Circular Economy

Our current economic model relies on the conventional linear economy, which follows the pattern of creation, consumption and disposal of products. However, this linear economy is not sustainable. It leads to an increasing pressure on finite resources and generates significant waste, pollution and greenhouse gas emissions. The circular economy offers an alternative way. It seeks to extract the maximum value from resources in use and keeps materials in circulation for as long as possible. It aims to minimize the environmental and social impacts, as well as to reduce economical costs and create jobs.

Circular economy prioritizes regenerative resources as material inputs and making the most out of existing resources and materials. According to Ellen MacArthur Foundation, it is based on three principles: design out waste and pollution, keep products and materials in use, regenerate natural systems.  Main pillars of action are known as the 3 R's: Reduce, Reuse, Recycle.

The circular model builds economic, natural, and social capital. The transition from linear economy to circular economy can put economic growth on a sustainable pathway.

In recent years, the circular economy has gained increasing prominence as a tool which presents solutions to some of the world's most pressing crosscutting sustainable development challenges. The circular economy holds particular promise for achieving multiple Sustainable Development Goals of the United Nations Agenda 2030 established in 2015.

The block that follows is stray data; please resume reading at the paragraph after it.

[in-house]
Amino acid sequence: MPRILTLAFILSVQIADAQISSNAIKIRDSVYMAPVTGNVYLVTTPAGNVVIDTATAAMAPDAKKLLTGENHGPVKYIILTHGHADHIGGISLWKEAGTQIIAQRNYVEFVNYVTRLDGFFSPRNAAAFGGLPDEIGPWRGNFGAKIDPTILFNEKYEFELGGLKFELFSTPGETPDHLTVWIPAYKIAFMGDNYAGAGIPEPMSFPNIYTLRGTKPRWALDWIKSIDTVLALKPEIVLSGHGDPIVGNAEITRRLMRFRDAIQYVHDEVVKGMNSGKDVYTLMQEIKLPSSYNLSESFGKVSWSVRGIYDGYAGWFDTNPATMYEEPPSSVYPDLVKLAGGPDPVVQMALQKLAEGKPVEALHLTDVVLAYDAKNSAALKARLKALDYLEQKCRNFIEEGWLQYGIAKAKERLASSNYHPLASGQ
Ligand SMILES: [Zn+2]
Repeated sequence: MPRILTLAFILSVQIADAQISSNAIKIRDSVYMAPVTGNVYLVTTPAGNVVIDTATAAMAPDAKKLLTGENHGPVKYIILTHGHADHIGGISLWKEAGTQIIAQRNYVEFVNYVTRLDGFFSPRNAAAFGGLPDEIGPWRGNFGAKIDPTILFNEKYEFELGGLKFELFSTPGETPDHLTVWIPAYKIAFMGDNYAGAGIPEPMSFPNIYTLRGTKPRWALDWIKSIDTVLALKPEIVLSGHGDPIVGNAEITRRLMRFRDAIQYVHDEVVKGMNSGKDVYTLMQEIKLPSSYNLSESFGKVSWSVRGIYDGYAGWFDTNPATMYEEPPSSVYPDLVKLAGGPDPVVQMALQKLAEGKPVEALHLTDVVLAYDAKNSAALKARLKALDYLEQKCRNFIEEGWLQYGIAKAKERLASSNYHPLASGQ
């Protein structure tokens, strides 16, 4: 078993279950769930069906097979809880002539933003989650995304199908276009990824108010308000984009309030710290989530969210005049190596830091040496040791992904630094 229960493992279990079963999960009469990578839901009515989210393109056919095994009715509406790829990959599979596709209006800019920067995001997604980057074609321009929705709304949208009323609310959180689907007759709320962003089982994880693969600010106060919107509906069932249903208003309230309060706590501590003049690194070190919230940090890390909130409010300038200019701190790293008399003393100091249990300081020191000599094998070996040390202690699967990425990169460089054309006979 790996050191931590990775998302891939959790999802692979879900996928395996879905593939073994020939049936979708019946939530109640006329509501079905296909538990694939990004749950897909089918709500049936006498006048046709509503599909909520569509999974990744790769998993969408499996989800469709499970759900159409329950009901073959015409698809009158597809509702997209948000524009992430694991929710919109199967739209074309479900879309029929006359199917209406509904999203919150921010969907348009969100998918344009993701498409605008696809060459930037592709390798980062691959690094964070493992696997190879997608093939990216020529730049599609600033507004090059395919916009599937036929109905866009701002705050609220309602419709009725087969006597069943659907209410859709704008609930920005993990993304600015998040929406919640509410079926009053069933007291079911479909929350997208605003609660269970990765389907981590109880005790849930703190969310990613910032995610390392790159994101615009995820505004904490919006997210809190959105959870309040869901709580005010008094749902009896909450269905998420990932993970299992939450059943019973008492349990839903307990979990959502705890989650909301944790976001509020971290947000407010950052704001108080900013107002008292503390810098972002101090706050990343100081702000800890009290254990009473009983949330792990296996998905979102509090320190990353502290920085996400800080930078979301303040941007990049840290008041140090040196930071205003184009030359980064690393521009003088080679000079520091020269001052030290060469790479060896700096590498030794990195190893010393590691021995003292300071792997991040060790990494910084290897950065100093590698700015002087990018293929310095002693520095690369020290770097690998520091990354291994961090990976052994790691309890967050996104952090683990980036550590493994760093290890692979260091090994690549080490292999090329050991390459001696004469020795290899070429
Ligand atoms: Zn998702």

Application of Circular Economy in Aviation


For the aviation sector, circular economy is an emerging concept and while its application is still not widespread, the utilization of circular economy concepts could already provide valuable environmental, social and economic opportunities. Circular economy has potential to reshape the whole supply chain from product design to end-of-life management.

Aviation already utilizes some of the concepts associated with circular economy. It is mainly focusing on three components of aviation: aircrafts, flights and aerodromes. Manufacturers, airlines and airports are already involved in the process and more are expected in the future. Numerous opportunities exist, such as reusing and recycling End-of-life (EoL) aircraft materials, reducing and valorizing waste during flights and in ground infrastructures (food, packaging, municipal solid waste, construction and demolition debris), reducing energy, water and raw material consumption.

See Chapter 7 "Circular Economy" of the 2019 ICAO Environment Report for additional information.  

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